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An win by President Cristina Fernández would make her the first woman re-elected as president in Latin America. and as of Sunday, she appeared to be headed for history in a landslide re-election victory over six rivals.
A win would be bittersweet for the populist leader, whose campaign is aided by a booming economy, because it would be her first in a lifetime of politics without her husband and predecessor, Nestor Kirchner, who died of a heart attack last Oct. 27.
Her voice almost broke as she spoke about this legacy, describing a mixture of pride and sorrow after casting her ballot in his hometown, the remote Patagonian city of Rio Gallegos. "In this world where they have criticized us so forcefully, all this makes me feel very proud, that we're on the right track," she said. Kirchner "would be very content."
Fernández can win with as little as 40 percent of the vote if none of her rivals comes within 10 percentage points of her, but the latest polls suggested she could capture between 52 percent and 57 percent of votes.
Her Front for Victory coalition also hopes to regain enough seats in Congress to form new alliances and regain the control it lost in 2009. At play are 130 lower house seats and 24 Senate seats.
Fernández's poll numbers had dipped during the early years of her presidency, but she has reversed the negative numbers as a widow, softening her usually combative tone and proving her ability to govern on her own by ensuring loyalty or respect from an unruly political elite.
Many Argentines in pre-election polls said they would vote for her because their financial situations have improved during one of its longest spells of economic growth in history.
If trends hold, Fernández could receive a larger share of votes than any president since Argentina's democracy was restored in 1983, when Raul Alfonsin was elected with 52 percent, and more than anyone since her strongman hero, Juan Domingo Peron, who won with 60 and 63 percent in his last two elections.
Fernández, 58, chose her youthful, guitar-playing, long-haired economy minister, Amado Boudou, as her running mate. Together, the pair championed Argentina's approach to the global financial crisis: Increase government spending rather than impose austerity measures, and force investors in foreign debt to suffer before ordinary citizens.
Argentina has been closed off from most international lending since declaring its world-record debt default in 2001, but has been able to sustain booming growth ever since.
The country faces tough challenges in 2012, however. Its commodities exports are vulnerable to a global recession, and economic growth is forecast to slow sharply in the coming year. Declining revenues will make it harder to raise incomes to keep up with inflation. Argentina's central bank is under pressure to spend reserves to maintain the peso's value against the dollar, while also guarding against currency shocks that could threaten Argentina's all-important trade with Brazil.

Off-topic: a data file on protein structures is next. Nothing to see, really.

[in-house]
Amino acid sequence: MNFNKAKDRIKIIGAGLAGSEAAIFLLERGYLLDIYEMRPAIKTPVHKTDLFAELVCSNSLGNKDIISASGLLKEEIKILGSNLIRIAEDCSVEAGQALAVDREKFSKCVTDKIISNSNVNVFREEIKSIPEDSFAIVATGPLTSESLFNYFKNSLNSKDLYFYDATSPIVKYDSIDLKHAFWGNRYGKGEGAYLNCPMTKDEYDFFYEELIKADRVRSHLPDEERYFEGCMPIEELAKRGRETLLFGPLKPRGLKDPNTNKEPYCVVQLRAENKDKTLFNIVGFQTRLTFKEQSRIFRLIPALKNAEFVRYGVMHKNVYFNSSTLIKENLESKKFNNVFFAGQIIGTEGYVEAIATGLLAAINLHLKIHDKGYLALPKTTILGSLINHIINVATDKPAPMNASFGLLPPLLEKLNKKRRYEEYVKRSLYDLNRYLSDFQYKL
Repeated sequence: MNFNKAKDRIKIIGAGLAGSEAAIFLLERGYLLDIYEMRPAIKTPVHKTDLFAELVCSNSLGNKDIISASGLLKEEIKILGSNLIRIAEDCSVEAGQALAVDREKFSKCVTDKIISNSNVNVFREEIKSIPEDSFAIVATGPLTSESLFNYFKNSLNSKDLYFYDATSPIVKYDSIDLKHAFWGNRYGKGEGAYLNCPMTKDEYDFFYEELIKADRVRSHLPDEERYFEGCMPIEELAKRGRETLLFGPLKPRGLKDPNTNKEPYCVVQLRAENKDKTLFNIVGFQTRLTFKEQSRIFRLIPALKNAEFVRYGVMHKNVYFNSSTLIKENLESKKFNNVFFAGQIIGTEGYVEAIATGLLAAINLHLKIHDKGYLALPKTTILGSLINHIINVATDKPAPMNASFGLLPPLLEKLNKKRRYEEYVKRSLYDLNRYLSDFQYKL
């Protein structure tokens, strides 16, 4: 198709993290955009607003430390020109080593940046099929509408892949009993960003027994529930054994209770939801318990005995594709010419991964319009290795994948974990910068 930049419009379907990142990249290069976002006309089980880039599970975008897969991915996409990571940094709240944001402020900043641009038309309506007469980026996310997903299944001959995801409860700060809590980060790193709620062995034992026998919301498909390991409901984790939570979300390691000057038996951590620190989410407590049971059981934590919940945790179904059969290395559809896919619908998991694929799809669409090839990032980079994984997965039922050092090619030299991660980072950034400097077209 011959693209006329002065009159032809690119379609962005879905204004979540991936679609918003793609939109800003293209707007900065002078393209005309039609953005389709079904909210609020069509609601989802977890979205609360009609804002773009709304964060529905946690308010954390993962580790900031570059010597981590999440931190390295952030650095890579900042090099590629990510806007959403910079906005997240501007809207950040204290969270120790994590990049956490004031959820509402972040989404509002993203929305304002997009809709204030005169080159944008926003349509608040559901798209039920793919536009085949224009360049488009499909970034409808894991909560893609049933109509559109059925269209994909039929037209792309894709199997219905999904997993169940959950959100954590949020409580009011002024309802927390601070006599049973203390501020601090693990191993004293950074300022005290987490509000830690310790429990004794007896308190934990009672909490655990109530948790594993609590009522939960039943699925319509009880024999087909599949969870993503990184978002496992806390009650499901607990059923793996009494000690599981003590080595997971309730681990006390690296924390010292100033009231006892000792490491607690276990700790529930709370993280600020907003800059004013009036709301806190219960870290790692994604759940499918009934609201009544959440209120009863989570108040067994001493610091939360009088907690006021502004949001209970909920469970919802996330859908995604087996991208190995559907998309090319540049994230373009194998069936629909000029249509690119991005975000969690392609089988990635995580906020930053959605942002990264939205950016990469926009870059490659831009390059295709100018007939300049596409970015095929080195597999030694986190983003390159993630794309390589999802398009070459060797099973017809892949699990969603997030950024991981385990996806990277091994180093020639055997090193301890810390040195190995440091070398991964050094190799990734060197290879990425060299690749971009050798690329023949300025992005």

If his ticket wins, Boudou could win attention as a potential successor to Fernández, but navigating these storms will require much skill and good fortune.
Opposition candidates have blamed Fernández for rising inflation, for politically manipulated economic data, rising crime and attempts to use government power to control media criticism. They have also accused the government of failing to prepare Argentina for another global crisis.
"It's not clear where the world is headed. It's better to be prepared. This isn't achieved with conflict, but through dialogue," socialist Hermes Binner said as he voted. He was in second place in the last polls, with between 12 percent and 17 percent of the vote.
In addition to Binner, 68, a doctor and governor of Santa Fe province, candidates include Ricardo Alfonsin, 59, a lawyer and congressional deputy with the traditional Radical Civic Union party and son of the former president; Alberto Rodriguez Saa, 52, an attorney and governor of San Luis province whose brother Adolfo was president for a week; Eduardo Duhalde, who preceded Kirchner as president; leftist former lawmaker Jorge Altamira, 69, and Elisa Carrio 54, a congresswoman who came in second behind Fernández four years ago but trailed the field this time.
Voting is obligatory in Argentina, and nearly 29 million citizens among the 40 million population are registered. Fernández said Interior Minister Florencio Randazzo, who is responsible for managing the election process, told her that turnout was strong and everything going smoothly.
"I've been a political activist my whole life, but I haven't always been able to vote," Fernández said, referring to the 1966-1973 and 1976-1983 dictatorships, which tried and failed to eliminate Peronism as an electoral force. "To be able to vote freely in the Argentine republic is an achievement."
Based on reporting by the Associated Press.
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